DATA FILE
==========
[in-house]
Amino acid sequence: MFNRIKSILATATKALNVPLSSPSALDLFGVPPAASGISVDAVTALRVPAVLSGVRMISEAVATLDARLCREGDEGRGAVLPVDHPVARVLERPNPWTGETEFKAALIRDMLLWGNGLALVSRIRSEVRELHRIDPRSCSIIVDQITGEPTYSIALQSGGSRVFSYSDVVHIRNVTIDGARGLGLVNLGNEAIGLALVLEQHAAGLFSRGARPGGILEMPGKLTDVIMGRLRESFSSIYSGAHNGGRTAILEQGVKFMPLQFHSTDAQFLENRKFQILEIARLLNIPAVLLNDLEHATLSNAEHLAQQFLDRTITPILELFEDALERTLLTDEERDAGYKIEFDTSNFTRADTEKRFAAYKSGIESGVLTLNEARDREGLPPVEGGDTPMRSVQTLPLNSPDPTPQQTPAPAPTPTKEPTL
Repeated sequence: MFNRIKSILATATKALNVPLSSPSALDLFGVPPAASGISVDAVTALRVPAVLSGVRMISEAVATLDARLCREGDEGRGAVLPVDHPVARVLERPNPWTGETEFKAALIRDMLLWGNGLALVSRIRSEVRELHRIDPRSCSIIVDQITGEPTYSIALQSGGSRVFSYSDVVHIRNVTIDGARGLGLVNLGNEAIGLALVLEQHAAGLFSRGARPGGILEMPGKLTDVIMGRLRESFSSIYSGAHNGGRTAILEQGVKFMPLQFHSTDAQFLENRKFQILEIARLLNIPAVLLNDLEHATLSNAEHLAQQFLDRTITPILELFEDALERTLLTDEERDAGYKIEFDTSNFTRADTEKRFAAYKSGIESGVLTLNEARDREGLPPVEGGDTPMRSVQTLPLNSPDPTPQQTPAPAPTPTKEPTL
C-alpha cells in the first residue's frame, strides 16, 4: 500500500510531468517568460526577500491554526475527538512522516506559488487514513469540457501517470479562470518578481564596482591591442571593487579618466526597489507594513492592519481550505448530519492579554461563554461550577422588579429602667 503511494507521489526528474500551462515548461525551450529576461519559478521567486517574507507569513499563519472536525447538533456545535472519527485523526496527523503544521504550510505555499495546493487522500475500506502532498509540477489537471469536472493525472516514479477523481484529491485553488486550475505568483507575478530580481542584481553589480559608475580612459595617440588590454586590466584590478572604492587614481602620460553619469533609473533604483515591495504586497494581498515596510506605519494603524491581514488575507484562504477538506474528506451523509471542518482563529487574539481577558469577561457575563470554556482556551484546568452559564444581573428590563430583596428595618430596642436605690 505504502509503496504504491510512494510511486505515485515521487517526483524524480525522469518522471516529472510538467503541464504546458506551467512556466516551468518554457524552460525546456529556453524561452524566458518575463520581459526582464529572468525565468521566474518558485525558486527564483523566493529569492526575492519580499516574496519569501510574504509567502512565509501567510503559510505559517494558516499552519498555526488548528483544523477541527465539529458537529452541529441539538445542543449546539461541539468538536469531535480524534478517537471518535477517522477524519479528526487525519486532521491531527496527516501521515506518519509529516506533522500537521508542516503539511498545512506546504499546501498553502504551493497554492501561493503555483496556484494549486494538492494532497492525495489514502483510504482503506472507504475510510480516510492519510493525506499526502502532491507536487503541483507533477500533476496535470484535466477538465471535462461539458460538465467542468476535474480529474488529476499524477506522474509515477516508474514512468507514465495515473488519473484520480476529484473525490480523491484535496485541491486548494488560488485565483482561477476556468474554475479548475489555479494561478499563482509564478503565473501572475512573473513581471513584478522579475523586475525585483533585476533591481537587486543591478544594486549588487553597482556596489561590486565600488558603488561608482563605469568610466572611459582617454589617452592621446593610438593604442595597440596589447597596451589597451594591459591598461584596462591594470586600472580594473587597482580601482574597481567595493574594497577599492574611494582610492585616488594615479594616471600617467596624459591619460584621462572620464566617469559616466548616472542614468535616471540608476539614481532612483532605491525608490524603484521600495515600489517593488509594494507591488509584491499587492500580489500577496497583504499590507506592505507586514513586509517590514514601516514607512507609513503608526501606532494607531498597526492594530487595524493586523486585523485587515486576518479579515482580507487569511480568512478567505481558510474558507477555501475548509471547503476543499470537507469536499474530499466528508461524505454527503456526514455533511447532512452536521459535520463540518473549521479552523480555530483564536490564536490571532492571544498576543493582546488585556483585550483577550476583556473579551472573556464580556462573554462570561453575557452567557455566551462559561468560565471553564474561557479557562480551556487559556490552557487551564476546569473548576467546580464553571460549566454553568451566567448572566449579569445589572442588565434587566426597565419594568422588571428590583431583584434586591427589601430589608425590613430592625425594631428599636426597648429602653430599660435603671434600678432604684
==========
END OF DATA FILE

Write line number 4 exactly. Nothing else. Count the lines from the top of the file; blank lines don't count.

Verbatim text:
C-alpha cells in the first residue's frame, strides 16, 4: 500500500510531468517568460526577500491554526475527538512522516506559488487514513469540457501517470479562470518578481564596482591591442571593487579618466526597489507594513492592519481550505448530519492579554461563554461550577422588579429602667 503511494507521489526528474500551462515548461525551450529576461519559478521567486517574507507569513499563519472536525447538533456545535472519527485523526496527523503544521504550510505555499495546493487522500475500506502532498509540477489537471469536472493525472516514479477523481484529491485553488486550475505568483507575478530580481542584481553589480559608475580612459595617440588590454586590466584590478572604492587614481602620460553619469533609473533604483515591495504586497494581498515596510506605519494603524491581514488575507484562504477538506474528506451523509471542518482563529487574539481577558469577561457575563470554556482556551484546568452559564444581573428590563430583596428595618430596642436605690 505504502509503496504504491510512494510511486505515485515521487517526483524524480525522469518522471516529472510538467503541464504546458506551467512556466516551468518554457524552460525546456529556453524561452524566458518575463520581459526582464529572468525565468521566474518558485525558486527564483523566493529569492526575492519580499516574496519569501510574504509567502512565509501567510503559510505559517494558516499552519498555526488548528483544523477541527465539529458537529452541529441539538445542543449546539461541539468538536469531535480524534478517537471518535477517522477524519479528526487525519486532521491531527496527516501521515506518519509529516506533522500537521508542516503539511498545512506546504499546501498553502504551493497554492501561493503555483496556484494549486494538492494532497492525495489514502483510504482503506472507504475510510480516510492519510493525506499526502502532491507536487503541483507533477500533476496535470484535466477538465471535462461539458460538465467542468476535474480529474488529476499524477506522474509515477516508474514512468507514465495515473488519473484520480476529484473525490480523491484535496485541491486548494488560488485565483482561477476556468474554475479548475489555479494561478499563482509564478503565473501572475512573473513581471513584478522579475523586475525585483533585476533591481537587486543591478544594486549588487553597482556596489561590486565600488558603488561608482563605469568610466572611459582617454589617452592621446593610438593604442595597440596589447597596451589597451594591459591598461584596462591594470586600472580594473587597482580601482574597481567595493574594497577599492574611494582610492585616488594615479594616471600617467596624459591619460584621462572620464566617469559616466548616472542614468535616471540608476539614481532612483532605491525608490524603484521600495515600489517593488509594494507591488509584491499587492500580489500577496497583504499590507506592505507586514513586509517590514514601516514607512507609513503608526501606532494607531498597526492594530487595524493586523486585523485587515486576518479579515482580507487569511480568512478567505481558510474558507477555501475548509471547503476543499470537507469536499474530499466528508461524505454527503456526514455533511447532512452536521459535520463540518473549521479552523480555530483564536490564536490571532492571544498576543493582546488585556483585550483577550476583556473579551472573556464580556462573554462570561453575557452567557455566551462559561468560565471553564474561557479557562480551556487559556490552557487551564476546569473548576467546580464553571460549566454553568451566567448572566449579569445589572442588565434587566426597565419594568422588571428590583431583584434586591427589601430589608425590613430592625425594631428599636426597648429602653430599660435603671434600678432604684